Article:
Week 17 grinds to a frustrating end after starting with a bang. Taking a slight detour in an attempt to factor in some of Peru’s ancient wonders, I followed the road through the sacred Inca valley in search of a few ruins. Well aware of the fact that I might fall ever so slightly behind my relentless schedule of 400 carbon free km’s a week.
Rolling through the towns of Pisac and Ollantaytambo, both of which boast their very own set of Inca ruins, not satisfied though until I managed to add the famed Macchu Picchu to the treasure trove of wonders we have been able to accrue on human steam.
Getting ever deeper into the sacred valley in search of this Inca wonder I was able to reach the town of Ollantaytambo on pedal power. From here things would take a twist, unable to continue by road and adamant on reaching the ruins on human steam I continued on foot.
Locking all my gear away in a budget room, I packed a small bag with a few supplies and set off at 11pm on Christmas Eve, travelling by foot through the Andes at night in the hope of arriving for sunrise on Christmas morning. It seems my calculations on foot were leaving much to be desired…
It would be lunch time on the 26th by the time I reached Macchu Picchu after getting lost on a small winding track in the dark taking me far off course. Two days of excruciating trekking along the Andean Inca trail, and it’s surrounding tracks and winding paths. Macchu Picchu had officially been added on human steam but it had come at a price, I had twisted my left knee in the process and hobbled out of the Archeological complex in a bad way.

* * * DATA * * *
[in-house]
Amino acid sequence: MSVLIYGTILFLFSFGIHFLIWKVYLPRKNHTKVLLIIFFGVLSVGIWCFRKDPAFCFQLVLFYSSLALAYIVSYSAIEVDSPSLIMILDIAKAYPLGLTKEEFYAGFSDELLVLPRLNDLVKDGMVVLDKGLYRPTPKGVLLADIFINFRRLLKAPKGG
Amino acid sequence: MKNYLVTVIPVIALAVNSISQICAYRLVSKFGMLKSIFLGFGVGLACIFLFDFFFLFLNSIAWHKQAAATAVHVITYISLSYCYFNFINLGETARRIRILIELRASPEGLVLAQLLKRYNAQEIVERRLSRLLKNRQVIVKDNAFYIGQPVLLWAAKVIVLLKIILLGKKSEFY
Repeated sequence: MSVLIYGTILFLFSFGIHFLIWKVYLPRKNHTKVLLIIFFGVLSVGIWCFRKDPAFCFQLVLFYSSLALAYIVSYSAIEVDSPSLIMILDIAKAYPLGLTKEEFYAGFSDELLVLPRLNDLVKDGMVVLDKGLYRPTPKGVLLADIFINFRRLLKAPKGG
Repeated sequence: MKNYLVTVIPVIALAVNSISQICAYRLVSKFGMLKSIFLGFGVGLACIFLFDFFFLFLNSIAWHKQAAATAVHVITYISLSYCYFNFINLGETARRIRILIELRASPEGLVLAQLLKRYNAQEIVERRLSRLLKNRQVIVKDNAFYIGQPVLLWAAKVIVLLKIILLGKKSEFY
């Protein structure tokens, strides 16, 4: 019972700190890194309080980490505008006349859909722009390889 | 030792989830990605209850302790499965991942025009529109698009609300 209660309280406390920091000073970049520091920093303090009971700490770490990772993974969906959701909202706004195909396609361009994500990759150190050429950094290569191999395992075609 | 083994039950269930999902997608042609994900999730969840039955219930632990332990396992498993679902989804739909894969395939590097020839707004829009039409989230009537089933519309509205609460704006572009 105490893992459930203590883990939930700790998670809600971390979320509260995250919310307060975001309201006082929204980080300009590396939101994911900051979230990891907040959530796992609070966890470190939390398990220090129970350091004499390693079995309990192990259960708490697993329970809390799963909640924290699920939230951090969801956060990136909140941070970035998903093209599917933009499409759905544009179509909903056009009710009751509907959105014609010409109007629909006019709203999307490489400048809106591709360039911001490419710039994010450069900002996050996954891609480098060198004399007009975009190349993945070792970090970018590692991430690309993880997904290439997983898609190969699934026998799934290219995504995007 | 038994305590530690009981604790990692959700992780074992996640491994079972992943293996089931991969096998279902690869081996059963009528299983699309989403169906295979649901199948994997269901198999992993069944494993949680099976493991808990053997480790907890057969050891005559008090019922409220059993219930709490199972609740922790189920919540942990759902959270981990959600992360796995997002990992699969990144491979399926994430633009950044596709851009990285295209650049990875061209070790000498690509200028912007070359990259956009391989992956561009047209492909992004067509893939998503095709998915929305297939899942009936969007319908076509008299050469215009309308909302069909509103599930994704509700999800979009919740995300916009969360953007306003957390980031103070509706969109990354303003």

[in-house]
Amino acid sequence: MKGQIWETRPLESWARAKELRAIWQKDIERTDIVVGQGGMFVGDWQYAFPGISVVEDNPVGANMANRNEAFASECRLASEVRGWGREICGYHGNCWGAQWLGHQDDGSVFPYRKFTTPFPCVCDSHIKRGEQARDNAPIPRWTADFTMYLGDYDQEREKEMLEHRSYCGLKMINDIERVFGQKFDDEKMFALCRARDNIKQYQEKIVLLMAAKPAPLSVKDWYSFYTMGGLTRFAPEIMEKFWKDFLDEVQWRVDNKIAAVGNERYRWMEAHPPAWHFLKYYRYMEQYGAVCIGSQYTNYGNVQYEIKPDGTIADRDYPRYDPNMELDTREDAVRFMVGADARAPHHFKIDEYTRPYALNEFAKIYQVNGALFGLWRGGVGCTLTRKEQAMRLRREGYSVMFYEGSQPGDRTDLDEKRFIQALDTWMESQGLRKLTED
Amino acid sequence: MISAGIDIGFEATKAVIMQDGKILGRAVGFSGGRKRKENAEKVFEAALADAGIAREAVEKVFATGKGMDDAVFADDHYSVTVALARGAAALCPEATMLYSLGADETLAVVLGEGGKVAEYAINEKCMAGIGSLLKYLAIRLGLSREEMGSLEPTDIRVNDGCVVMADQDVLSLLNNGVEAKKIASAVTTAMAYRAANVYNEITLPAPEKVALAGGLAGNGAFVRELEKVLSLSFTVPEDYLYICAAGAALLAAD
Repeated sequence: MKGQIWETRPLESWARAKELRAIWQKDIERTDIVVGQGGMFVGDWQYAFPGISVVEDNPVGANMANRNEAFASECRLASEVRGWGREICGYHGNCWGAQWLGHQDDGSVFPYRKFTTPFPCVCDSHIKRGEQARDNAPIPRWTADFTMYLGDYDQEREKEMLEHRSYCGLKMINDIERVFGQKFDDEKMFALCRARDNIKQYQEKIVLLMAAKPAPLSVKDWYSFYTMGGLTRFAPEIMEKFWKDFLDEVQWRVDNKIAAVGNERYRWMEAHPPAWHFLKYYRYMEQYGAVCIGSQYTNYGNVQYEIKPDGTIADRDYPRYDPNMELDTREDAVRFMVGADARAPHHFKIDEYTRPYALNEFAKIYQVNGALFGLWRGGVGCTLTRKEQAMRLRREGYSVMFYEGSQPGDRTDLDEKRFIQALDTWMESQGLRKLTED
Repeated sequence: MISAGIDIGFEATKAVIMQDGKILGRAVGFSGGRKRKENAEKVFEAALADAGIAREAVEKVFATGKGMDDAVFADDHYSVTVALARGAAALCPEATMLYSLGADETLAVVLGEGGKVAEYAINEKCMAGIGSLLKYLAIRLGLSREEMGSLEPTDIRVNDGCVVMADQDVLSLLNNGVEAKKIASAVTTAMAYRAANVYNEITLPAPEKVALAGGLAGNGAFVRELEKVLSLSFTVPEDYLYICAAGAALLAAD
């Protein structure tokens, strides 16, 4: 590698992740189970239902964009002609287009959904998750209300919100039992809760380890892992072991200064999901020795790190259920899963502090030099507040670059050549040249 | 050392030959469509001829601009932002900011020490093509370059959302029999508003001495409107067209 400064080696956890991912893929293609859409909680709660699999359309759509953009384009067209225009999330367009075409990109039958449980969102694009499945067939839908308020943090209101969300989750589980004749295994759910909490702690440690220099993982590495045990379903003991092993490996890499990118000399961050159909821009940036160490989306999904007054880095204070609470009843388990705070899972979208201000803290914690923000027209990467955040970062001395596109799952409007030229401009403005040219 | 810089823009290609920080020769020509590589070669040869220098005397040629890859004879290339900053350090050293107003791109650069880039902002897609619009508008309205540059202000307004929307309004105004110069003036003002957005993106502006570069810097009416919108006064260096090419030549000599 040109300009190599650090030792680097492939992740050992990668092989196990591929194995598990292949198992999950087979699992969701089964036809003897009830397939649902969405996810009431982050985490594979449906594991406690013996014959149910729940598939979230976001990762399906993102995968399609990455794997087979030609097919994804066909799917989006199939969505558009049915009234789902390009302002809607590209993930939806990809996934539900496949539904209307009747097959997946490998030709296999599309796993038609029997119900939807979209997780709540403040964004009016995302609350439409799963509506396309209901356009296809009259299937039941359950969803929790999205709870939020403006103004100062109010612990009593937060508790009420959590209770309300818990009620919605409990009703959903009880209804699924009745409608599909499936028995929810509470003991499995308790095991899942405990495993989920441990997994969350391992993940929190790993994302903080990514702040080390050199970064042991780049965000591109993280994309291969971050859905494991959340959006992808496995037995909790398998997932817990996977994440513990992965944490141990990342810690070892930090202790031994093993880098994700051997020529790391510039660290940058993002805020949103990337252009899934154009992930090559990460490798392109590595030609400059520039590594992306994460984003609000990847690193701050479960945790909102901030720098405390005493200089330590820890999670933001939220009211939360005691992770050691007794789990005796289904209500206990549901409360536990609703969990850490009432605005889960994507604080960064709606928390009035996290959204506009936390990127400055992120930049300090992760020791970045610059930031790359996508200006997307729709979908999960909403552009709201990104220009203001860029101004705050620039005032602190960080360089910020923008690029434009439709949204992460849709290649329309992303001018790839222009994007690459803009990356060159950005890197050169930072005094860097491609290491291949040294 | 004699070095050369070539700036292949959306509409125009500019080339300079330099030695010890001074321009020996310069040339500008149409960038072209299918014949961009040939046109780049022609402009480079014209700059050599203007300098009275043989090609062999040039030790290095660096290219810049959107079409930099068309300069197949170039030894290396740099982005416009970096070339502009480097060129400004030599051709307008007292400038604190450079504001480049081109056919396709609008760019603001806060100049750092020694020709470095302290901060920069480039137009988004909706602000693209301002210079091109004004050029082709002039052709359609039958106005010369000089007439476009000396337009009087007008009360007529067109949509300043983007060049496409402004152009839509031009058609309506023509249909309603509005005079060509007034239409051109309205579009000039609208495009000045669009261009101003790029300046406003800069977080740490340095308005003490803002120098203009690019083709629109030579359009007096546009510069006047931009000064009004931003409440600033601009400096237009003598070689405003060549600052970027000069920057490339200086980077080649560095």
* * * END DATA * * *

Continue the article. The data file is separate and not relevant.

Still sporting a broken back wheel I had opted to bring in a spare rim via post. Sent to the city of Cusco I trekked out of the valley back over 3000m above sea level in search of the prized cargo. Arriving to find that Peruvian customs had blocked my parcel at customs in the capital Lima and all operations were closed until January 2nd.
So this Blog comes to you from a rain drenched Cusco as the wet season sets in here in the Andes and I sit idly by watching the clock tick away as I fall further and further behind schedule as I wait for Customs to re-open and hopefully iron out this new challenge!
I should be sitting on 6800 carbon free km’s by this stage of the expedition but setbacks see me nursing a rather low 6327 km’s with an injured knee and the pressure starts to mount to try and claw back the deficit to get back on schedule. After 17 weeks the amount of pollution saved is sitting on a staggering 949.05 kg’s!